The story of this novel is a story of insiders and outsiders: Frollo, the clergyman, and Phoebus, Captain of the Guard, are the insiders, the privileged ones. Both of these men fall in love with Esmerelda—a love which ultimately leads to her torture and death. Quasimodo, the hunchback, is an outsider because of his deformity and his deafness; Esmerelda is an outsider because of her association with people called “Gypsies.” Follow this next series of events carefully, now:
Frollo proposes marriage to Esmerelda—she rejects him.
Esmerelda and Phoebus fall in love and agree to meet.
Frollo finds out, and interrupts the meeting, stabbing Phoebus several times.
Esmerelda is arrested as a witch after the attempted murder of Phoebus. She is tortured, and confesses to being a witch. Frollo again offers marriage to save her, but she rejects him.
At the gallows, just as Esmerelda is being prepared to be hung as a witch, Quasimodo—who has also been in love with Esmerelda–swoops in on a rope, gathers Esmerelda in his arms, and swings back to the cathedral, calling out the word, “Sanctuary!” Hugo describes the situation at this point in this way:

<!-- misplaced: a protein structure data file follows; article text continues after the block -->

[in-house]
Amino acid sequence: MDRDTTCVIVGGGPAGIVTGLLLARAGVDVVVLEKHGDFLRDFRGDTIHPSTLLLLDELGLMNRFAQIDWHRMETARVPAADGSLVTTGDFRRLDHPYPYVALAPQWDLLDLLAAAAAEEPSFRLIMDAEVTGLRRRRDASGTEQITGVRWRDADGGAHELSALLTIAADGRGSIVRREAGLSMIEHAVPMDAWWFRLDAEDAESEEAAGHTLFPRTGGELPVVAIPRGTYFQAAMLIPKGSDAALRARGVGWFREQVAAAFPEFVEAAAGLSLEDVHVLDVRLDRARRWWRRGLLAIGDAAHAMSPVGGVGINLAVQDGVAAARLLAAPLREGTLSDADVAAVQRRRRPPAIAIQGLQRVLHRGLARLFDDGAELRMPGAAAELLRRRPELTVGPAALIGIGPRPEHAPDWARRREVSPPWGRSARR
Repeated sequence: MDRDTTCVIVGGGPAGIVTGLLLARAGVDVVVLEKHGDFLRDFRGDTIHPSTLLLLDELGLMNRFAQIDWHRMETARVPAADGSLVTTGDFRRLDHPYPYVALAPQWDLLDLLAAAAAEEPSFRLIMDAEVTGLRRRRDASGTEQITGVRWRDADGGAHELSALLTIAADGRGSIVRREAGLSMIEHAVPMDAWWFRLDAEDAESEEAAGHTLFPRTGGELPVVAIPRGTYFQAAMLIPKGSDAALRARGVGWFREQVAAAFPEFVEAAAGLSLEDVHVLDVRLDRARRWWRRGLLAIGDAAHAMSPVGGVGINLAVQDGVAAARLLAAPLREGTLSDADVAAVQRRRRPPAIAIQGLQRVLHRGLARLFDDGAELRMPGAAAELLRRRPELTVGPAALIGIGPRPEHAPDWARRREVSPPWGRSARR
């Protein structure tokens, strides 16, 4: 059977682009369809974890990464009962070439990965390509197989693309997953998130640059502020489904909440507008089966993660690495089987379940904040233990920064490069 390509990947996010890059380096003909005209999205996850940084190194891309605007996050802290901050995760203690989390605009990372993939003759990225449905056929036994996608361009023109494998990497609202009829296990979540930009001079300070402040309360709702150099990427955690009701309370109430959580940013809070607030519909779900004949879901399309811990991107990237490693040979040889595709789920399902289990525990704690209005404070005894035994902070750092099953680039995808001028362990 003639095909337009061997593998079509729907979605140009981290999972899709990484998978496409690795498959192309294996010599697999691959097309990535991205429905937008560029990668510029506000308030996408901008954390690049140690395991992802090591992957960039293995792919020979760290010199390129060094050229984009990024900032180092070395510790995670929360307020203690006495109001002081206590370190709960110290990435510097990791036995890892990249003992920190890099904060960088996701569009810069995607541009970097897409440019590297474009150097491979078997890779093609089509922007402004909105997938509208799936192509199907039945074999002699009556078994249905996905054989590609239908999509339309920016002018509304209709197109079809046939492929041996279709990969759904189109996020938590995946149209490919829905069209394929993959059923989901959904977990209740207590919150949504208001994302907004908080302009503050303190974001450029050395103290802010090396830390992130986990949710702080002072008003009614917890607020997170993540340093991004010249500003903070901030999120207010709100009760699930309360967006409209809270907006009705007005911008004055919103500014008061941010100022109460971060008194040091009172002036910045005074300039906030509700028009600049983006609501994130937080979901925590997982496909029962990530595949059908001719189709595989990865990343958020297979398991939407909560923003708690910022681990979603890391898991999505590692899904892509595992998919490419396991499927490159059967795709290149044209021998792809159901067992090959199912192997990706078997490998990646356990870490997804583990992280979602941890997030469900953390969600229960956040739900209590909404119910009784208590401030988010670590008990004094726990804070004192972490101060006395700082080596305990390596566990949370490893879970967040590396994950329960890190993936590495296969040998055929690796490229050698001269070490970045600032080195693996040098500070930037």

“In fact, within the bounds of Notre-Dame, the condemned girl could not be touched. The cathedral was a place of refuge. All temporal jurisdiction expired upon its threshold.”
In the end, the fear of witchcraft wins out over the fear of the power of sanctuary. Guards rush into the cathedral, breaking the laws of sanctuary, and arrest and hang Esmerelda. Quasimodo, who knows that Frollo is behind the attack on the cathedral, breaks Frollo’s neck and throws him off the top of Notre-Dame. Quasimodo looks out over the bodies of Frollo and Esmerelda and cries, “Here is everything I have ever loved!” Years later, Hugo writes, the grave of Esmerelda was uncovered, and her body was entangled with the skeleton of a large man with a horribly curved spine.